90%

Year 3

How you'll be assessed

  • Written exams
  • Coursework
  • Practical exams
50%
50%

Year 1

32%
65%
3%

Year 2

8%
92%

Year 3

What do the numbers say for

Where there isn’t enough reliable data about this specific course, we’ve shown aggregated data for all courses at this university within the same subject area

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What do students think about this subject here?

Source: NSS

Here's how satisfied past students were – useful to refer to when you’re narrowing down your options. Our student score makes comparisons easier, showing whether satisfaction is high, medium or low compared to other unis.

What do student satisfaction scores tell you?

Overall student satisfaction 86%
Student score 80% MED
Able to access IT resources

89%

Staff made the subject interesting

86%

Library resources are satisfactory

83%

Feedback on work has been helpful

59%

Feedback on work has been prompt

65%

Staff are good at explaining things

89%

Received sufficient advice and support

70%

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Who studies this subject?

Source: HESA

Start building a picture of who you could be studying with by taking a look at the profile of people that have studied this subject here in previous years.

UK / Non-UK
28% of students here are from outside the UK
Male / Female
72% of students are female
Full-time / Part-time
10% of students are part-time
Typical Ucas points
436 entry points typically achieved by students
2:1 or above
84% of students achieved a 2:1 or above
Drop-out rate
8% of students do not continue into the second year of their course
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What are graduates doing after six months?

Source: DLHE

Here’s what students are up after they graduate from studying this subject here. We’ve analysed the employment rate and salary figures so you can see at a glance whether they’re high, typical or low compared to graduates in this subject from other universities. Remember the numbers are only measured only six months after graduation and can be affected by the economic climate - the outlook may be different when you leave uni. What do graduate employment figures really tell you?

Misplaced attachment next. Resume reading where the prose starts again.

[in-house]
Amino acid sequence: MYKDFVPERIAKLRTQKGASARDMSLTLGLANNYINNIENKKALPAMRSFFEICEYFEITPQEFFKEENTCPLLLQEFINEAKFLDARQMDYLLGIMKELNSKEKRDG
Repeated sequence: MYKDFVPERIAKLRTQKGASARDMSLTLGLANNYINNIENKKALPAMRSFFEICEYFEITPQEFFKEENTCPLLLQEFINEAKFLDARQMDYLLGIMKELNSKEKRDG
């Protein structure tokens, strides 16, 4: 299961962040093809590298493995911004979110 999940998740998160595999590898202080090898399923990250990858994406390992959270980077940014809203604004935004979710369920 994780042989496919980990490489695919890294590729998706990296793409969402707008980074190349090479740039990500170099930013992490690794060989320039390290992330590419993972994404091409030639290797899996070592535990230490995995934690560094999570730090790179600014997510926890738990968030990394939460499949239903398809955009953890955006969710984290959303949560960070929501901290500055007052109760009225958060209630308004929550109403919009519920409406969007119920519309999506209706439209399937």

% employed or in further study 79% LOW
Average graduate salary £20k HIGH
Graduates who are teaching and educational professionals

6%

Graduates who are caring personal services

6%

Graduates who are business, research and administrative professionals

14%

Employment prospects for graduates of this subject

Sources: DLHE & HECSU
Most sociology graduates go straight into work when they complete their degrees, and a lot of graduates go into jobs in social professions such as education, community and youth work, housing and social work. But sociology is a flexible degree and you can find graduates from the subject in pretty much every reasonable job – obviously, you don't find many doctors or engineers, but you do find them in finance, the media, sport, healthcare, marketing and even IT. Sociology graduates taking further study often branch out into other qualifications, like teaching, law, psychology and even maths, so don’t think a sociology degree restricts you to just one set of options.